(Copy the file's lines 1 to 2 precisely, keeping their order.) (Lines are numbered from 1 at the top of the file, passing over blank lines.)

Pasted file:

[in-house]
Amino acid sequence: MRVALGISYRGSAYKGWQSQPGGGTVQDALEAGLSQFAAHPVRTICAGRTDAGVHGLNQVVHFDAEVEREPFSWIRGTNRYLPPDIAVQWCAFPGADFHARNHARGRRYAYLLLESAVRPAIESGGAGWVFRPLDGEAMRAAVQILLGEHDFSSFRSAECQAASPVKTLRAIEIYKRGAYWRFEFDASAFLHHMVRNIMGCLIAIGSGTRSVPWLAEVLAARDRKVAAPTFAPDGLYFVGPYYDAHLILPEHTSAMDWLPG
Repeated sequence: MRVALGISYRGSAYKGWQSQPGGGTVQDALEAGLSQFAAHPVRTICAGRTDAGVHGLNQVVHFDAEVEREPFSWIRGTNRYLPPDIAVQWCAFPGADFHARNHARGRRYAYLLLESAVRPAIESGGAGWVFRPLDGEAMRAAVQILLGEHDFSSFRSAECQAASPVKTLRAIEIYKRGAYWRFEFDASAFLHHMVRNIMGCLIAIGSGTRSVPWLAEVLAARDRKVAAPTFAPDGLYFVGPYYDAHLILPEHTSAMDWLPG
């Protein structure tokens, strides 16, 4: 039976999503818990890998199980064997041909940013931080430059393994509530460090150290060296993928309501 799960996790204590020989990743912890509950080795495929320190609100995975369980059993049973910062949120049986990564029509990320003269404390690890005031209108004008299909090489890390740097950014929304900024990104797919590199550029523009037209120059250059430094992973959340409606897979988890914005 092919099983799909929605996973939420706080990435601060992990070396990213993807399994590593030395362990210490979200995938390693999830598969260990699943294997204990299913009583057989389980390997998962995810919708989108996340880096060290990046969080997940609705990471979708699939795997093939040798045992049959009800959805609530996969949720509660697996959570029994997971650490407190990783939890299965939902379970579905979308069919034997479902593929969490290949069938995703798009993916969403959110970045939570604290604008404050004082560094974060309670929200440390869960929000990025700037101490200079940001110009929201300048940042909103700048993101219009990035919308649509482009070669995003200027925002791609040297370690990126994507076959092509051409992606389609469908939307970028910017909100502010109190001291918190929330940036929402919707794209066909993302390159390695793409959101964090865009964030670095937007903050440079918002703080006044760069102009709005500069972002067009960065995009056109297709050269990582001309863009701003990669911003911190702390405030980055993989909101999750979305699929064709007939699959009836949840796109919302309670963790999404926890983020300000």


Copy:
[in-house]
Amino acid sequence: MRVALGISYRGSAYKGWQSQPGGGTVQDALEAGLSQFAAHPVRTICAGRTDAGVHGLNQVVHFDAEVEREPFSWIRGTNRYLPPDIAVQWCAFPGADFHARNHARGRRYAYLLLESAVRPAIESGGAGWVFRPLDGEAMRAAVQILLGEHDFSSFRSAECQAASPVKTLRAIEIYKRGAYWRFEFDASAFLHHMVRNIMGCLIAIGSGTRSVPWLAEVLAARDRKVAAPTFAPDGLYFVGPYYDAHLILPEHTSAMDWLPG